On the Accuracy of Rolling Bearing Fatigue Life Prediction

[+] Author and Article Information
T. A. Harris

Mechanical Engineering Department, Pennsylvania State University, University Park, PA 16803

J. I. McCool

Industrial and Management Systems Engineering, Pennsylvania State University, Great Valley, PA

J. Tribol 118(2), 297-309 (Apr 01, 1996) (13 pages) doi:10.1115/1.2831299 History: Received December 27, 1994; Revised June 26, 1995; Online January 24, 2008


Ball and roller bearings are designed to meet endurance requirements basically determined according to the Standard fatigue life calculation method. This method is based on the Lundberg-Palmgren fatigue life theory as modified by reliability, material, and lubrication factors. As application load and spied requirements have increased, the Lundberg-Palmgren method has resulted in bearings of increased size, adding unnecessarily to the size and weight of mechanisms. This is a critical design situation for weight and size-sensitive components such as aircraft gas turbine engines and helicopter power transmissions. The bearing life prediction method developed by Ioannides and Harris recognizes the existence of a fatigue limit stress. If the stresses an operating bearing experiences do not exceed the limit stress, the bearing can achieve infinite life. In any case, the method tends to predict longer lives than the Lundberg-Palmgren method. This paper evaluates the life prediction accuracies of the Lundberg-Palmgren and Ioannides-Harris methods by comparing lives calculated according to these methods and to those actually experienced in 62 different applications. As a result of the investigation, the Ioannides-Harris method is shown to more accurately predict bearing fatigue endurance.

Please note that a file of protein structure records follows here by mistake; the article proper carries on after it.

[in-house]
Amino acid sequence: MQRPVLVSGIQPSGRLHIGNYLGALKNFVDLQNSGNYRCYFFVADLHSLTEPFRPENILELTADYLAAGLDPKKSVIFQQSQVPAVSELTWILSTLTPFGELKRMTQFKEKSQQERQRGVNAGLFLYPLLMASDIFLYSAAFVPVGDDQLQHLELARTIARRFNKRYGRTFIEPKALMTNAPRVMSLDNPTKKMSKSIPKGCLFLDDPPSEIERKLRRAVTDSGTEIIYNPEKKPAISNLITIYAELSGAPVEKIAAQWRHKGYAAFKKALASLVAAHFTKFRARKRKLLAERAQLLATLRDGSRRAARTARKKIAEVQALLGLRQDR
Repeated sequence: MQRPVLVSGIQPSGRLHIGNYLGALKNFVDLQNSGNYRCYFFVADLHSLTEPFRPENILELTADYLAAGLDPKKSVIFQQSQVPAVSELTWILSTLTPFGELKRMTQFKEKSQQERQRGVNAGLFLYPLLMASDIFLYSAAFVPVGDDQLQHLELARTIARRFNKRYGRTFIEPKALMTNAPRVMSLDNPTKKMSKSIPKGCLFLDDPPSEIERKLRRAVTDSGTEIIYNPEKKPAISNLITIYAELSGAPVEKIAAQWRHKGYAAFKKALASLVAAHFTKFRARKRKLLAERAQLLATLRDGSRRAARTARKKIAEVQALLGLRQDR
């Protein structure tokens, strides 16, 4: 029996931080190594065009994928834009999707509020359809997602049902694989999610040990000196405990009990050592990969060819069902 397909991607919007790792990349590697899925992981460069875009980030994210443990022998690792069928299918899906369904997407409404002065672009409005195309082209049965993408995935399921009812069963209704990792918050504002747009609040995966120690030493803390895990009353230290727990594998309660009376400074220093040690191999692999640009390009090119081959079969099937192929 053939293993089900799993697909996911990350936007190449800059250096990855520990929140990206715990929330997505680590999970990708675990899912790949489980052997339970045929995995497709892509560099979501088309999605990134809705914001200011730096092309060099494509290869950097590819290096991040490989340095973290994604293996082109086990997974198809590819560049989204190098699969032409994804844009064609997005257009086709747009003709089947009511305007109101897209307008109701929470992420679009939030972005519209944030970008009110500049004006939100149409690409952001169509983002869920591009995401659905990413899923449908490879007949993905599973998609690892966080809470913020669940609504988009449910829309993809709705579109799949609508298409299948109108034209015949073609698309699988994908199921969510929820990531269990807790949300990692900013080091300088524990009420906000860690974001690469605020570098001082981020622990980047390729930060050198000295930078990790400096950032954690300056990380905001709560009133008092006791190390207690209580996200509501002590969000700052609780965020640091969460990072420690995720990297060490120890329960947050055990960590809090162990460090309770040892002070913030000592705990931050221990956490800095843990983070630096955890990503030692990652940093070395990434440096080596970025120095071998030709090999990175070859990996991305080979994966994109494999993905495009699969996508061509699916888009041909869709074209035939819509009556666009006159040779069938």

Copyright © 1996 by The American Society of Mechanical Engineers
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